With all the fake charities and immoral fundraisers out there, charitable giving can be a financial minefield
Before you commit to charitable giving, you need to know exactly what you’re getting into. As I outlined in Part I of this article, the charity industry (and an industry it is) is riddled with immorality and outright fraud. So how do you sort the worthy charities from the illicit chaff?
Check their bonafides
There are certain charities we all know and more or less trust: the Red Cross, the United Way, the March of Dimes. But what about lesser-known charities, like the New Jersey Orphan’s Society of the St. Dismas Home for Wayward Dogs?
You can always look them up on the Internet, but it’s better if you ask them these questions, and get the answers *in writing.*
• Are you an employee of the charity, a volunteer, or a professional fundraiser?
• Where is my donation going, and what will it be used for?
• How much of my donation will go to charitable use?
• How much will be used for administrative purposes?
Okay, so now what?
The above questions are simple enough, and fair of you to ask; it’s your money, after all. Yes, this will slow down the process of giving to a charity somewhat, but if it’s a legitimate charity, they probably won’t mind. If they do mind, or you don’t like the answers, just tell them no.
Even if it’s a real charity, you may discover, as I mentioned in Part I, that most of the donation is skimmed off by a professional fundraising organization, or that the ratio of administrative costs to charitable expenditures is simply too high to bother with.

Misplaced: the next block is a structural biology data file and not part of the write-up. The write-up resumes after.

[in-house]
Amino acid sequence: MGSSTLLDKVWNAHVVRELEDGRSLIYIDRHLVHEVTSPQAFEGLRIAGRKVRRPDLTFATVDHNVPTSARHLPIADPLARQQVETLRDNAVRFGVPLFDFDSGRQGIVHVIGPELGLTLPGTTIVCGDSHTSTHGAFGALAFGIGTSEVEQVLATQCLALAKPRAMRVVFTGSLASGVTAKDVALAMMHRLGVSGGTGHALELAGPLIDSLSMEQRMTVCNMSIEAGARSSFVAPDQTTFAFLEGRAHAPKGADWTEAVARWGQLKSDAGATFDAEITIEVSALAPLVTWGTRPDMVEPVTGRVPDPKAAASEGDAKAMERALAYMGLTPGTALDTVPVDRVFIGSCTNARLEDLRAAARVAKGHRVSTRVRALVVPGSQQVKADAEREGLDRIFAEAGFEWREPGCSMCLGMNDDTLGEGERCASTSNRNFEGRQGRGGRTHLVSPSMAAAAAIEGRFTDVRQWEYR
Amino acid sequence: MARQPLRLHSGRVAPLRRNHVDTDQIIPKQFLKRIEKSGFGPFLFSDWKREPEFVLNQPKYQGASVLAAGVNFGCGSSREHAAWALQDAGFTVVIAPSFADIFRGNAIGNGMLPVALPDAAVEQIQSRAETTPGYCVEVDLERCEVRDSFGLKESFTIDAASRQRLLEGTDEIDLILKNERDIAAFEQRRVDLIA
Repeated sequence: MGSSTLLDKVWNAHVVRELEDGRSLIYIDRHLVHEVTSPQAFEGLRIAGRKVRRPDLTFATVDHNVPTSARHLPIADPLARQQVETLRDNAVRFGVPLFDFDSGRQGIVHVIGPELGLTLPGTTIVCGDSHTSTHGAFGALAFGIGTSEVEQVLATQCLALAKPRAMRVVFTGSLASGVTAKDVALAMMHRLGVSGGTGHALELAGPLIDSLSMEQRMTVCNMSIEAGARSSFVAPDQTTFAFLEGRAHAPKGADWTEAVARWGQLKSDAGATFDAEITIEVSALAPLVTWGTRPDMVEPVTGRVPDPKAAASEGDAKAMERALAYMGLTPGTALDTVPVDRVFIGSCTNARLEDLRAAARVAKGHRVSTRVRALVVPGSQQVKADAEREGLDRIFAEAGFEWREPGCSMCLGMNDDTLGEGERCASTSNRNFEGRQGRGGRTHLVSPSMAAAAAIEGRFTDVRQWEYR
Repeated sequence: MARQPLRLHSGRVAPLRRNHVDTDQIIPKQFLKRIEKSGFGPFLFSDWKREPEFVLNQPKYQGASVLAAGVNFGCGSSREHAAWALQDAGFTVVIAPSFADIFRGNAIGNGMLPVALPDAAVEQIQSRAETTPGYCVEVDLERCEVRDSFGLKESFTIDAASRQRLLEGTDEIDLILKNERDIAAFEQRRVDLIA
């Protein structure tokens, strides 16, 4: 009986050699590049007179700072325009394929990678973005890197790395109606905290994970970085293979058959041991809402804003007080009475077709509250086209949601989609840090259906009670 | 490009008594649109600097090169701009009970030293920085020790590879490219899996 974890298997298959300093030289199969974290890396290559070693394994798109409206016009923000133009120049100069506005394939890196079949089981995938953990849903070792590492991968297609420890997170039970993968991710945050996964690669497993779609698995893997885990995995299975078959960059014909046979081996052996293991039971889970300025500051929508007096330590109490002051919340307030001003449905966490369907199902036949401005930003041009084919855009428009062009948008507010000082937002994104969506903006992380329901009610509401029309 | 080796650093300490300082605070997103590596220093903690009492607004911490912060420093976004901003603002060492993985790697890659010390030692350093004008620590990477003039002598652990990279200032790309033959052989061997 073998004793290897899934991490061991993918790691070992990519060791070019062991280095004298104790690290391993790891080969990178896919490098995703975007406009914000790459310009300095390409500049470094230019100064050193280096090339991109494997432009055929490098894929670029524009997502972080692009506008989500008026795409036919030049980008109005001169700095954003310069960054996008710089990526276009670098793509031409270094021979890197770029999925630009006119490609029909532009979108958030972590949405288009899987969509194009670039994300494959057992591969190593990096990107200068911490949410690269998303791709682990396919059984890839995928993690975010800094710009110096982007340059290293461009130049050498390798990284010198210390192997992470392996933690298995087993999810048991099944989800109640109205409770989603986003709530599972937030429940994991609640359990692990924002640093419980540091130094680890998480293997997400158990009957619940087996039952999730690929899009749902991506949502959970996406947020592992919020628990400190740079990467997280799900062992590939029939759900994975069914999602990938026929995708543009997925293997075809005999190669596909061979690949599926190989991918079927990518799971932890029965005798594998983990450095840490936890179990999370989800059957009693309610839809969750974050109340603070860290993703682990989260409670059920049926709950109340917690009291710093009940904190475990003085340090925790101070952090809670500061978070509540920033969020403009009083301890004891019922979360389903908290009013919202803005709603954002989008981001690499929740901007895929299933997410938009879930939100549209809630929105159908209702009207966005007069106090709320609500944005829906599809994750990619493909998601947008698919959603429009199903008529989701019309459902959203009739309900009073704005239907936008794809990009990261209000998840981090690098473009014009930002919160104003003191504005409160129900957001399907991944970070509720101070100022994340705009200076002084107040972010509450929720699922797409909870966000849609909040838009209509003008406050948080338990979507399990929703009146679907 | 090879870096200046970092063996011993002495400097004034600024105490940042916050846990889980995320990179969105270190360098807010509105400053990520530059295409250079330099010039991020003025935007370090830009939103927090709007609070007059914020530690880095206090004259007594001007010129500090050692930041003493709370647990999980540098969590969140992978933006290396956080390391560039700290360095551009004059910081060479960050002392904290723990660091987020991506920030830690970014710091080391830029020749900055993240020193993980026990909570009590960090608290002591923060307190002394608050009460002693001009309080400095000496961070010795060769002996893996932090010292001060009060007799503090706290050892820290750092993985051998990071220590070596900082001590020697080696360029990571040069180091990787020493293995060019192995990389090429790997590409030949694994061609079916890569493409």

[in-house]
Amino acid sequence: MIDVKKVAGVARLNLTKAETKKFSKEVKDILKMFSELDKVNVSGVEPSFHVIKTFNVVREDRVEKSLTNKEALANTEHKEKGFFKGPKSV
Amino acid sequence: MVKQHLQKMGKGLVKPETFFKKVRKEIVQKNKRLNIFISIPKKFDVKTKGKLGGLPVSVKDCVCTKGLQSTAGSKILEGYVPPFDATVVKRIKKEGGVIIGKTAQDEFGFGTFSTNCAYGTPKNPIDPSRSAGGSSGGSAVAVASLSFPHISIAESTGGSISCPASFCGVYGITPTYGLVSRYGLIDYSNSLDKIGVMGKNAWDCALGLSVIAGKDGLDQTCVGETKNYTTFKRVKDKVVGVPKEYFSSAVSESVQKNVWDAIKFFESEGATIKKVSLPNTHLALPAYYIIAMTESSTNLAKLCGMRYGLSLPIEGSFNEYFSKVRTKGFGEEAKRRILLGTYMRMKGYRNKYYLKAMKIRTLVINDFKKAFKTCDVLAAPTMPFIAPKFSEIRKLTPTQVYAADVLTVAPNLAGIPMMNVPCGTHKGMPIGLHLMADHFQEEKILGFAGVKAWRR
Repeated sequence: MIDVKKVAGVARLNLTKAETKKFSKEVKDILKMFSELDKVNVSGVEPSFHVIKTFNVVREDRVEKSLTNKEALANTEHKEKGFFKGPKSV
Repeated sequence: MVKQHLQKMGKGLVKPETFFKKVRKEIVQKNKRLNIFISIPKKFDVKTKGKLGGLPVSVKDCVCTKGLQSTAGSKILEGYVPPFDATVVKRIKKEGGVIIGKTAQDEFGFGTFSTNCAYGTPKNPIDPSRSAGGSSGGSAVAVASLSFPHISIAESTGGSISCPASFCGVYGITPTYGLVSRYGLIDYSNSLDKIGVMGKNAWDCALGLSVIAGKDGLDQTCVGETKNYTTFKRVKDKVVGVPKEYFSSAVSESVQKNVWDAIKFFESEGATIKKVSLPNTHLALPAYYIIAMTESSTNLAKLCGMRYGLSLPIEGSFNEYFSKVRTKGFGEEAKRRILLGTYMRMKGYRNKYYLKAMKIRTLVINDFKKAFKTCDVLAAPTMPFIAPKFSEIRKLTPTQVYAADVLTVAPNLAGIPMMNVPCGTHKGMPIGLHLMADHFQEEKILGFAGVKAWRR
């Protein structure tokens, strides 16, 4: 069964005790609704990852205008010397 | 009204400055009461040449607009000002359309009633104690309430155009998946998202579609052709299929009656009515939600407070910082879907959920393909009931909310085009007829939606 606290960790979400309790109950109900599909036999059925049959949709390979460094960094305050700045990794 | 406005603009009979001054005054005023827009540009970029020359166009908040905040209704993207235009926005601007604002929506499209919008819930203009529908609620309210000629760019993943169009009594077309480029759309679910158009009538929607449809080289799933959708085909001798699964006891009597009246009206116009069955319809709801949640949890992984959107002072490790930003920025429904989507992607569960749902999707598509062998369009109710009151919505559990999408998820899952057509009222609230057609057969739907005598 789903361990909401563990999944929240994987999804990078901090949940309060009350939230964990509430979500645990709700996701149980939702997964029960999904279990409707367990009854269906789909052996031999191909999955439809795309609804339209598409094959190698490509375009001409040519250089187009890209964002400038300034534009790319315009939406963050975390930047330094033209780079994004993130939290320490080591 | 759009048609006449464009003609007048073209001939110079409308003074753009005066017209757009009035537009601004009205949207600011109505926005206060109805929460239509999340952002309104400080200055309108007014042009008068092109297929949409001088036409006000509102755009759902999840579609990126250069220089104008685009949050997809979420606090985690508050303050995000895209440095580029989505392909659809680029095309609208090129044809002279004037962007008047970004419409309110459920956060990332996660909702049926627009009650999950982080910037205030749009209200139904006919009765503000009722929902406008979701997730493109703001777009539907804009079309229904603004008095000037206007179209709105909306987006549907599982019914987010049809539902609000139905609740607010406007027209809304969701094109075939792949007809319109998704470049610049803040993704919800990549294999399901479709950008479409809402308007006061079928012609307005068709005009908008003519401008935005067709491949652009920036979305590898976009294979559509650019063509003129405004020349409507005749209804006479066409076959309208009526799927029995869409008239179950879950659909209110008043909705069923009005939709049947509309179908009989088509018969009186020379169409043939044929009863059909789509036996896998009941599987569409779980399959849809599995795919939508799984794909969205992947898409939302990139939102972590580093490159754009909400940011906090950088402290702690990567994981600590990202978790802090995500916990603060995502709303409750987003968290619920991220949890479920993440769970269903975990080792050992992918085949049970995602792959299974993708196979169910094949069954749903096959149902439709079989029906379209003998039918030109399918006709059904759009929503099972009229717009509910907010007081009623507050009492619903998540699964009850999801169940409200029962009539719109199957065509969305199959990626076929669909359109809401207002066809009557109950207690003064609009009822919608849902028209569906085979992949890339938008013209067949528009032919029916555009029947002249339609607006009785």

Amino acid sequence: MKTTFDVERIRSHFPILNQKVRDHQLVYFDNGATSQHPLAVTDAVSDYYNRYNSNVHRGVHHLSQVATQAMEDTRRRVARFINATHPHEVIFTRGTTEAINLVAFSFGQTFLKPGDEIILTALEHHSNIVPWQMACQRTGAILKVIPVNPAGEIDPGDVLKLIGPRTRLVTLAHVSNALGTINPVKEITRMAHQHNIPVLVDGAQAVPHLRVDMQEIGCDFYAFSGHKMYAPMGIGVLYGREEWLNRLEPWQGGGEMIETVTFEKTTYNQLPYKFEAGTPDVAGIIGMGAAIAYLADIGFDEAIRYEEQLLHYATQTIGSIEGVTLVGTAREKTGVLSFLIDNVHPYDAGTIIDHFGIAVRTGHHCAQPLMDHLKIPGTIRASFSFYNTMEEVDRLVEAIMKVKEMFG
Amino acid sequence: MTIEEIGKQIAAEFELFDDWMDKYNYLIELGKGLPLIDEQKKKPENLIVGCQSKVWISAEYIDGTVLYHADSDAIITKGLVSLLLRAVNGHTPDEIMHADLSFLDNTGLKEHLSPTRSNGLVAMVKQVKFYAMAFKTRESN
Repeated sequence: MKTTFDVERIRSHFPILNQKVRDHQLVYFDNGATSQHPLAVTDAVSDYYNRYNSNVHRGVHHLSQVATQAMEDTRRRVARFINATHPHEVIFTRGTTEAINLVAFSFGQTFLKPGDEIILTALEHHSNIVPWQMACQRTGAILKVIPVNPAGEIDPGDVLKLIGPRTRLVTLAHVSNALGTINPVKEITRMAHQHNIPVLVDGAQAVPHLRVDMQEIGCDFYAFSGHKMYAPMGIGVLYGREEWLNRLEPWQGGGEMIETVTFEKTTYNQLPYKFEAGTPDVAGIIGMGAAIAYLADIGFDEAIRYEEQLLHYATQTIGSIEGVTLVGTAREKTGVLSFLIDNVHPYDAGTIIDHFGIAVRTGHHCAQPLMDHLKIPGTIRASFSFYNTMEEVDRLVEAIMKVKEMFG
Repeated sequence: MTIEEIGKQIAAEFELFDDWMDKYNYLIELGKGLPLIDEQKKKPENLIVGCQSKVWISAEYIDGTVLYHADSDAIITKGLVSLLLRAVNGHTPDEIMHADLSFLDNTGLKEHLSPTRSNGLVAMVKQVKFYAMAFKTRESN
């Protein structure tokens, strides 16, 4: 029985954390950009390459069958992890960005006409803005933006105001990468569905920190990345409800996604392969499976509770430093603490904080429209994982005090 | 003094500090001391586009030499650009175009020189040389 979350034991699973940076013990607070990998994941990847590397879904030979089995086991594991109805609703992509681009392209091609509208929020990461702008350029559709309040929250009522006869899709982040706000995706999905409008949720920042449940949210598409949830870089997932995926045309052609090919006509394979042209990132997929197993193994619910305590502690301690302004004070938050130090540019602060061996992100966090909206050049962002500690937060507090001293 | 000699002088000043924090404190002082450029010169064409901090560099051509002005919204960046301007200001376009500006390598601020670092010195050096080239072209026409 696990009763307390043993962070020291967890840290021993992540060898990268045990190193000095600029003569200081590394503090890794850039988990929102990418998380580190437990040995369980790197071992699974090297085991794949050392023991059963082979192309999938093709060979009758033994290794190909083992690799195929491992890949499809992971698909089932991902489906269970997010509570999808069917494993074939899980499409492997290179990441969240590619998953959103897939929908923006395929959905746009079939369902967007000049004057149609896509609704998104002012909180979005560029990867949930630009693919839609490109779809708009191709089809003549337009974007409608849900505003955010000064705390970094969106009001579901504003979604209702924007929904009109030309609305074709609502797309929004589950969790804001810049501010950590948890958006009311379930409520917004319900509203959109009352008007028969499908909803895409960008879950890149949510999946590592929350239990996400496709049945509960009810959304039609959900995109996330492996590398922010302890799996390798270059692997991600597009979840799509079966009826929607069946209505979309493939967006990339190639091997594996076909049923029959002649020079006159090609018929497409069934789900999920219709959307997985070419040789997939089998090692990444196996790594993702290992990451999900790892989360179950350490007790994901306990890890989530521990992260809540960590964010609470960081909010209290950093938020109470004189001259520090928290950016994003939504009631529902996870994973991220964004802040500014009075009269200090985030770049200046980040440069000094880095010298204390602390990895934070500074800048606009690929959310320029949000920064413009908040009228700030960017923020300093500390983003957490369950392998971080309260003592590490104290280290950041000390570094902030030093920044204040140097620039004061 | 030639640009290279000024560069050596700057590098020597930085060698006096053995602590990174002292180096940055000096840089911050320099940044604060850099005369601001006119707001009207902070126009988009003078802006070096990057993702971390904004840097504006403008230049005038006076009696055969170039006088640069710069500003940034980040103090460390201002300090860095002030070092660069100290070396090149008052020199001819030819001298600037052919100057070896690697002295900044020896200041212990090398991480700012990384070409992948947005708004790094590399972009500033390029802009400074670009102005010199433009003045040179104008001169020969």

But it sounds so important…
If you tell them no, you need to be firm about your denial, in the face of what may be repeated attempts by phone or mail to change your mind. Immoral or fake charities often use emotional appeals to ask for your money, often by citing international emergencies or patriotism.
They may also claim a link to needy fire, police, or EMS organizations, and make you seem like a heel for turning them down. Well, folks, that’s a pressure tactic; and if the fundraiser keeps trying these tactics, blow them off for sure.
I do want to give, though.
If you’re still concerned about the issues they bring up, the solution is simple. Do a little research, and send your donation directly to the charity, whatever it may be: earthquake fund, the Children’s Miracle Network, the RNC, or your local fire department. That’ll insure they’ll get the full amount of the donation.
Charitable giving should go to the people it’s aimed toward–and it shouldn’t be the result of emotional blackmail.